So where is home?  Is Scotland still my home after so many years away?

I’m not sure.  I still identify myself (and am seen by others) as a Scot; Scotland is very precious to me; I have a deep love of Scotland, its landscapes, people, history and culture; I am passionate about Scottish Independence; and, above all, I feel at home whenever I return.  But I don’t know how it would be to live there after so long away.  Would I still feel as at home as I do when I visit?  Or has Scotland, like an express train (The Flyng Scotsman springs to mind) sped away from the place I knew while I have stood stranded on the platform?  What is clear to me is that it is still my homeland – and always will be – but perhaps no longer my home.  And in that, I think I am typical of the Scottish Diaspora – we have been successfully grafted onto the new tree of our adopted land but without losing our own Scottish identity.

Perhaps my ramblings are best summed up by Zyriacus, who is older and wiser than me, in his comment on Anna’s blog:

The only place you are really at rest with this world will be in yourself. All places, all people you meet on your way through life will be but points, where your self-understanding may take a turn that directs you this way or another. In the end the only safe harbour you will find in your own self. So make you[rself] feel at home there, furnish this place as cosy and comfortably as possible.

The Disunity of the Union Jack

25 Sep

The Union Jack is supposed to be a symbol of the unity between the increasingly dysfunctional “family of nations” that make up the United Kingdom of Great Britain.  Yet, as a flag of unity, it is deeply flawed.  It was designed (whether deliberately or accidentally matters not) to show English dominance over the “Celtic nations”, just as it was in the days of  Empire a symbol of oppression and servitude under a supposedly philanthropic (sic) British rule. It was the design submitted by English heralds, which was most favoured by James VI & I who approved its use, perhaps on aesthetic grounds or more likely to appease his new subjects.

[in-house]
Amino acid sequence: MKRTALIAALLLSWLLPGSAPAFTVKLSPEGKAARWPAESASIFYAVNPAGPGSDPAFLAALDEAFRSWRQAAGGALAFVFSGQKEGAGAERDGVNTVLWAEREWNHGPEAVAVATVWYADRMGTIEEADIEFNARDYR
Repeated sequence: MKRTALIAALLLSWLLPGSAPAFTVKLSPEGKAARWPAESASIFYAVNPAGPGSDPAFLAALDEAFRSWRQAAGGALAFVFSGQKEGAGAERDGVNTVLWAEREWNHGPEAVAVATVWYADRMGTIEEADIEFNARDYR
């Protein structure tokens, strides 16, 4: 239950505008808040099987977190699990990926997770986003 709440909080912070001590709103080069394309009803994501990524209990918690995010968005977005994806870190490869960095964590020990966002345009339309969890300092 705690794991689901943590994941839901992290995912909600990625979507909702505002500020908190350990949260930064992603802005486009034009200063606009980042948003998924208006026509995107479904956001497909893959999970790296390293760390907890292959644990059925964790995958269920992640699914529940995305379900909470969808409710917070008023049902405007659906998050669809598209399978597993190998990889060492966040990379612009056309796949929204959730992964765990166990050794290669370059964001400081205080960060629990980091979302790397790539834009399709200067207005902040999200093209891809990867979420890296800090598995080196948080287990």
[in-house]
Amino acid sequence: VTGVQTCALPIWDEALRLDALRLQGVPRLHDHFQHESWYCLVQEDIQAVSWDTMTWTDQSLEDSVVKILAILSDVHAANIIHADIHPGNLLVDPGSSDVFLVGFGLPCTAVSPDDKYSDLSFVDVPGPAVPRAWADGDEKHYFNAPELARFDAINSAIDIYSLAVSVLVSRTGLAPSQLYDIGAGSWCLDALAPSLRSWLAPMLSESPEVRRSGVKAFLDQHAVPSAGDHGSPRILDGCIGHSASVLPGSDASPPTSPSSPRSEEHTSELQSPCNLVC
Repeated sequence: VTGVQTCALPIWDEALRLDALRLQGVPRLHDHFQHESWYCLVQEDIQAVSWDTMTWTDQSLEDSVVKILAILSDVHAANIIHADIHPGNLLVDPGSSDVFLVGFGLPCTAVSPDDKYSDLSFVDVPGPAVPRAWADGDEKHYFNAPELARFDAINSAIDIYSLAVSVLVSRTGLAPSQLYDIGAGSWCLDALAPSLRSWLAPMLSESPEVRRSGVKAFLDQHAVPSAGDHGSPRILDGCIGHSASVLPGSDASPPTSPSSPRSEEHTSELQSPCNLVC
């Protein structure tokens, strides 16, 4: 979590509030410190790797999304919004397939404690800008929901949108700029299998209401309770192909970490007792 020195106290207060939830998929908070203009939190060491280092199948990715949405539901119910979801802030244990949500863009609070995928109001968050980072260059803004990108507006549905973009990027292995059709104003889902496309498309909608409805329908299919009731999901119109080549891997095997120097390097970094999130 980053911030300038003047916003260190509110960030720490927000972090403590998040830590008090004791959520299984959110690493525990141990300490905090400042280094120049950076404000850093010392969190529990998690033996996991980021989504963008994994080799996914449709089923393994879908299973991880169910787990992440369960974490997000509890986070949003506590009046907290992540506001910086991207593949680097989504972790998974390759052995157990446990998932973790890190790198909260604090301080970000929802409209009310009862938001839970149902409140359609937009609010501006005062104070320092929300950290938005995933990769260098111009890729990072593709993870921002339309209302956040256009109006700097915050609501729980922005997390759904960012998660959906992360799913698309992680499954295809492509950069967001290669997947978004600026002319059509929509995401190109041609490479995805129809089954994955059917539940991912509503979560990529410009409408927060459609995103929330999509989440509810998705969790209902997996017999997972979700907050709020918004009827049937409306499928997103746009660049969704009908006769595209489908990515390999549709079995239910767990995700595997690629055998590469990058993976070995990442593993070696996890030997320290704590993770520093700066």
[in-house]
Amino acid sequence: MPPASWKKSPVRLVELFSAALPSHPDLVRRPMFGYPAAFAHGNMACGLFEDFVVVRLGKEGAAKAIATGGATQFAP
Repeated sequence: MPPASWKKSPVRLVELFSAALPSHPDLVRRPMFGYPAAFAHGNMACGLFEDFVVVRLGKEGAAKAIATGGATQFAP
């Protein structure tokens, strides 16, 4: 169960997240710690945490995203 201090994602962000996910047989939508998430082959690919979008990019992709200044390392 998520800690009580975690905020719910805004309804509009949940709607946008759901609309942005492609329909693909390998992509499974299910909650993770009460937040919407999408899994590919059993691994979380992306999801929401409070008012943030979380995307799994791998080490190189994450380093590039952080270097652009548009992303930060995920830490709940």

However, many in Scotland objected to having the Cross of St George superimposed over the Cross of St Andrew (just as there was fury during the recent Independence Referendum, when BritNats placed a Union Jack in the top left corner of the Scottish Saltire – which is illegal in Scotland – to proclaim Scotland a mere colony of the UK rather than a “Home Nation”).  Instead they used a Scottish version in which the St Andrew’s Cross cut the St George’s Cross into four triangles.  The Scottish version, which was never official, was banned by law after the Acts of Union in 1707.

Yet, heraldically (and flags are governed by heraldry) the Union Flag does not combine the English flag with the Scottish Saltire as the colour used is a royal blue, which is mid way between the sky blue (or azure) of the Saltire and the navy blue  of the flag of the Island of Tenerife (which, incidentally, the English failed to subdue in 1706 and the British (under Nelson) in 1797.

Thus, heraldically, though the blue is supposed to represent Scotland, it does not (as was recently pointed out to me by the Serbian Royal Herald) as it is neither one thing or the other. It seems that it was assumed that the St Andrew’s Cross would be understood to refer to Scotland even though St Andrew is also the patron saint of Barbados, Greece, Romania, Russia and the Ukraine (only one of which has been under British rule!).

However, Scotland, receiving some kind of representation through the cross of St Andrew (though not through the Scottish Saltire) is considerably better off than Wales, which has no representation either in the Royal Arms or the Union Flag.  The English excuse is that at the time of the Union, Wales had been absorbed into England by its Tudor monarchs and, therefore, was not party to the Treaties of Union and so needs no representation other than the Cross of St George.  Yet St George is not, and has never been, recognised as having any role is Wales (other than conquest).  Wales’ patron saint  is St David, whose symbol (a yellow cross on a black field) was used informally on flags in Wales from 1921.   Not until 1959 were they granted an official flag (the Welsh red dragon), which is based on a variant of Welsh flags used since the 1480s.